After adding four minor sedating herbs to his gradually ranging ratio from a 2:1 up to a 4:1 mixture by weight of moonflowers to monkshoods, Japan’s Seishū Hanaoka (1760–1835) produced an herbal potion now considered the world’s first successful recorded surgical anesthetic. Not a “slash and dash” surgeon, Hanaoka spent two decades formulating his anesthetic mafutsusan (“powder to make go away”) in order to minimize his patients’ side effects by balancing moonflowers’ tachycardia against monkshoods’ bradycardia and by allowing monkshoods’ aconitine to potentiate moonflowers’ anticholinergic delirium. Hanaoka’s use of mafutsusan for surgical anesthesia preceded William Morton’s ether demonstration by 42 years, but ironically both anesthetic firsts occurred in the same month of the year–October. (Copyright © the American Society of Anesthesiologists, Inc.)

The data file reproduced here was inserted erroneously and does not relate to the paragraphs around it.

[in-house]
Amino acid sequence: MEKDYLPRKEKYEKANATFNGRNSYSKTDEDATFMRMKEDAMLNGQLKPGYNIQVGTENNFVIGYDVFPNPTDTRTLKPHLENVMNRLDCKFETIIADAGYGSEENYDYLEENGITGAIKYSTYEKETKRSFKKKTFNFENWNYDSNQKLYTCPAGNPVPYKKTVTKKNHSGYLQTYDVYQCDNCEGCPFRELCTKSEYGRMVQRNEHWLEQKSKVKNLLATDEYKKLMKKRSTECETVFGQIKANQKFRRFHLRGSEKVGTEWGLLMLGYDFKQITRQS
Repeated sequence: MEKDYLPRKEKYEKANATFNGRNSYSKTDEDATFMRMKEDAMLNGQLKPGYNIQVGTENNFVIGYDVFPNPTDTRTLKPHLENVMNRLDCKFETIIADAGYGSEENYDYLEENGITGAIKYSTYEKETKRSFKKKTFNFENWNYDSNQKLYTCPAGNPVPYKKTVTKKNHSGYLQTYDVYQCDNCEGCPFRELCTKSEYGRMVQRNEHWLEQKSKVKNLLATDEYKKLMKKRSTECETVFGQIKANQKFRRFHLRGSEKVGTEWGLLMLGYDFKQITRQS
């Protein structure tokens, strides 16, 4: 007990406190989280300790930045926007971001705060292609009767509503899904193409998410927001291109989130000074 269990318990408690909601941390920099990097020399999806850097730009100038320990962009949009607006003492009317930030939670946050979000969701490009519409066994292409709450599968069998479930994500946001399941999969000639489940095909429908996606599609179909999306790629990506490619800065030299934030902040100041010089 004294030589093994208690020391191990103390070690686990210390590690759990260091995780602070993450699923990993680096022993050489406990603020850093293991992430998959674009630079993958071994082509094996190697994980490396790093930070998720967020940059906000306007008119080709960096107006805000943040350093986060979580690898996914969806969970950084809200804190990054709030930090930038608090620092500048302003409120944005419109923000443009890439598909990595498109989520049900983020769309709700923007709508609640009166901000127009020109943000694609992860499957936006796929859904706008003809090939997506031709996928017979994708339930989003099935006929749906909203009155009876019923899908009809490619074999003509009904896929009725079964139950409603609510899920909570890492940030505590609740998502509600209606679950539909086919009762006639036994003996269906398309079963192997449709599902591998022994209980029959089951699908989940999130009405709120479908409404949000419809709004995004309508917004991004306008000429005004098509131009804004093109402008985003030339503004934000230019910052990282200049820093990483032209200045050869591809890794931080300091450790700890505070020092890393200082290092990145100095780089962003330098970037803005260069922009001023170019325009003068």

After adding four minor sedating herbs to his gradually ranging ratio from a 2:1 up to a 4:1 mixture by weight of moonflowers to monkshoods, Japan’s Seishū Hanaoka (1760–1835) produced an herbal potion now considered the world’s first successful recorded surgical anesthetic. Not a “slash and dash” surgeon, Hanaoka spent two decades formulating his anesthetic mafutsusan (“powder to make go away”) in order to minimize his patients’ side effects by balancing moonflowers’ tachycardia against monkshoods’ bradycardia and by allowing monkshoods’ aconitine to potentiate moonflowers’ anticholinergic delirium. Hanaoka’s use of mafutsusan for surgical anesthesia preceded William Morton’s ether demonstration by 42 years, but ironically both anesthetic firsts occurred in the same month of the year–October. (Copyright © the American Society of Anesthesiologists, Inc.)